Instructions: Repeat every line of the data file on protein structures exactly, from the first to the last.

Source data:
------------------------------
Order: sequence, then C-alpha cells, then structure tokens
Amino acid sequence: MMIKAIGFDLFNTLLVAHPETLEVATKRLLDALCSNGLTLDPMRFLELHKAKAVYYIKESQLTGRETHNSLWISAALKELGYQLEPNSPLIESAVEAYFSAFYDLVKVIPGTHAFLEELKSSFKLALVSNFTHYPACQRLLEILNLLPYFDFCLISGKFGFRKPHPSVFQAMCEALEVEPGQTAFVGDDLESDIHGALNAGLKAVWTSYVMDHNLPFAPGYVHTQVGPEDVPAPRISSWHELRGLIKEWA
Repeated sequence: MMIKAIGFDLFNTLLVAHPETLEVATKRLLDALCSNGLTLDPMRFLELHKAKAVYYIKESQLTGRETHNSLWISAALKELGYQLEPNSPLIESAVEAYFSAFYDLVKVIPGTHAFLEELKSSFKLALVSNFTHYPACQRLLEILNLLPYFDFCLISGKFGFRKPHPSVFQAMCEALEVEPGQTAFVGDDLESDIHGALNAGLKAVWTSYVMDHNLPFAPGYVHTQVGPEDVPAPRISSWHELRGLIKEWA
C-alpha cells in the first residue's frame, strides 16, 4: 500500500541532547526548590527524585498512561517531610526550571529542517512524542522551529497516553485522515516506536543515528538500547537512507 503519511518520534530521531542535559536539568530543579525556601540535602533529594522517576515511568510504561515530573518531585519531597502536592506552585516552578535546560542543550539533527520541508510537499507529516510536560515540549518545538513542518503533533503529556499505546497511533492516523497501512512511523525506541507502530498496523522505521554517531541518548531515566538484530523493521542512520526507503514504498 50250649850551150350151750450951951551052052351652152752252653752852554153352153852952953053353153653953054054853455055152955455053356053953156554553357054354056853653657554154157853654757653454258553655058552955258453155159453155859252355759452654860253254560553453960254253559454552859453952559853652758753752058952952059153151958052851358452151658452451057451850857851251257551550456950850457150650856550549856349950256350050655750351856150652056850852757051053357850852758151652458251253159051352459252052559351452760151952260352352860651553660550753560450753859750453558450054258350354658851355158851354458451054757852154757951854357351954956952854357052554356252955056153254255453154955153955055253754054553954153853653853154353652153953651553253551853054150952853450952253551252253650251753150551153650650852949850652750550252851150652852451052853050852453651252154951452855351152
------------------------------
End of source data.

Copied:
Order: sequence, then C-alpha cells, then structure tokens
Amino acid sequence: MMIKAIGFDLFNTLLVAHPETLEVATKRLLDALCSNGLTLDPMRFLELHKAKAVYYIKESQLTGRETHNSLWISAALKELGYQLEPNSPLIESAVEAYFSAFYDLVKVIPGTHAFLEELKSSFKLALVSNFTHYPACQRLLEILNLLPYFDFCLISGKFGFRKPHPSVFQAMCEALEVEPGQTAFVGDDLESDIHGALNAGLKAVWTSYVMDHNLPFAPGYVHTQVGPEDVPAPRISSWHELRGLIKEWA
Repeated sequence: MMIKAIGFDLFNTLLVAHPETLEVATKRLLDALCSNGLTLDPMRFLELHKAKAVYYIKESQLTGRETHNSLWISAALKELGYQLEPNSPLIESAVEAYFSAFYDLVKVIPGTHAFLEELKSSFKLALVSNFTHYPACQRLLEILNLLPYFDFCLISGKFGFRKPHPSVFQAMCEALEVEPGQTAFVGDDLESDIHGALNAGLKAVWTSYVMDHNLPFAPGYVHTQVGPEDVPAPRISSWHELRGLIKEWA
C-alpha cells in the first residue's frame, strides 16, 4: 500500500541532547526548590527524585498512561517531610526550571529542517512524542522551529497516553485522515516506536543515528538500547537512507 503519511518520534530521531542535559536539568530543579525556601540535602533529594522517576515511568510504561515530573518531585519531597502536592506552585516552578535546560542543550539533527520541508510537499507529516510536560515540549518545538513542518503533533503529556499505546497511533492516523497501512512511523525506541507502530498496523522505521554517531541518548531515566538484530523493521542512520526507503514504498 50250649850551150350151750450951951551052052351652152752252653752852554153352153852952953053353153653953054054853455055152955455053356053953156554553357054354056853653657554154157853654757653454258553655058552955258453155159453155859252355759452654860253254560553453960254253559454552859453952559853652758753752058952952059153151958052851358452151658452451057451850857851251257551550456950850457150650856550549856349950256350050655750351856150652056850852757051053357850852758151652458251253159051352459252052559351452760151952260352352860651553660550753560450753859750453558450054258350354658851355158851354458451054757852154757951854357351954956952854357052554356252955056153254255453154955153955055253754054553954153853653853154353652153953651553253551853054150952853450952253551252253650251753150551153650650852949850652750550252851150652852451052853050852453651252154951452855351152